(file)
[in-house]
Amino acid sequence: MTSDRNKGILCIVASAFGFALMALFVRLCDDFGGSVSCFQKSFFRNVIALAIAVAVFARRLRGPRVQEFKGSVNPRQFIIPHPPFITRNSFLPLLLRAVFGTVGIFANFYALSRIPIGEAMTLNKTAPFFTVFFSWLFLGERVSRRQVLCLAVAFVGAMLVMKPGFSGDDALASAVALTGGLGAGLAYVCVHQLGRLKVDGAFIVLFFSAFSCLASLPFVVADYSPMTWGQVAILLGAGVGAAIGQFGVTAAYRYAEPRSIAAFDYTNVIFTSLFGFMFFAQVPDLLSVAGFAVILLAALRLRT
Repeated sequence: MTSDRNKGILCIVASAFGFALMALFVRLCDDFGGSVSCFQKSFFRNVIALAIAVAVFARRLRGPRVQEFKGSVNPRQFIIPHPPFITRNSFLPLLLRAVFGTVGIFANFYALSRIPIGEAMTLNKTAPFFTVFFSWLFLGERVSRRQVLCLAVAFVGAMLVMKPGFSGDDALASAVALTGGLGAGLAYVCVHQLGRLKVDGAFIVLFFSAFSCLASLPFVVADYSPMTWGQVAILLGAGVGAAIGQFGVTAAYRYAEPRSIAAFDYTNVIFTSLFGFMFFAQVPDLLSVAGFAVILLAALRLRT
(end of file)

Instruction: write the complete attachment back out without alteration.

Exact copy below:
[in-house]
Amino acid sequence: MTSDRNKGILCIVASAFGFALMALFVRLCDDFGGSVSCFQKSFFRNVIALAIAVAVFARRLRGPRVQEFKGSVNPRQFIIPHPPFITRNSFLPLLLRAVFGTVGIFANFYALSRIPIGEAMTLNKTAPFFTVFFSWLFLGERVSRRQVLCLAVAFVGAMLVMKPGFSGDDALASAVALTGGLGAGLAYVCVHQLGRLKVDGAFIVLFFSAFSCLASLPFVVADYSPMTWGQVAILLGAGVGAAIGQFGVTAAYRYAEPRSIAAFDYTNVIFTSLFGFMFFAQVPDLLSVAGFAVILLAALRLRT
Repeated sequence: MTSDRNKGILCIVASAFGFALMALFVRLCDDFGGSVSCFQKSFFRNVIALAIAVAVFARRLRGPRVQEFKGSVNPRQFIIPHPPFITRNSFLPLLLRAVFGTVGIFANFYALSRIPIGEAMTLNKTAPFFTVFFSWLFLGERVSRRQVLCLAVAFVGAMLVMKPGFSGDDALASAVALTGGLGAGLAYVCVHQLGRLKVDGAFIVLFFSAFSCLASLPFVVADYSPMTWGQVAILLGAGVGAAIGQFGVTAAYRYAEPRSIAAFDYTNVIFTSLFGFMFFAQVPDLLSVAGFAVILLAALRLRT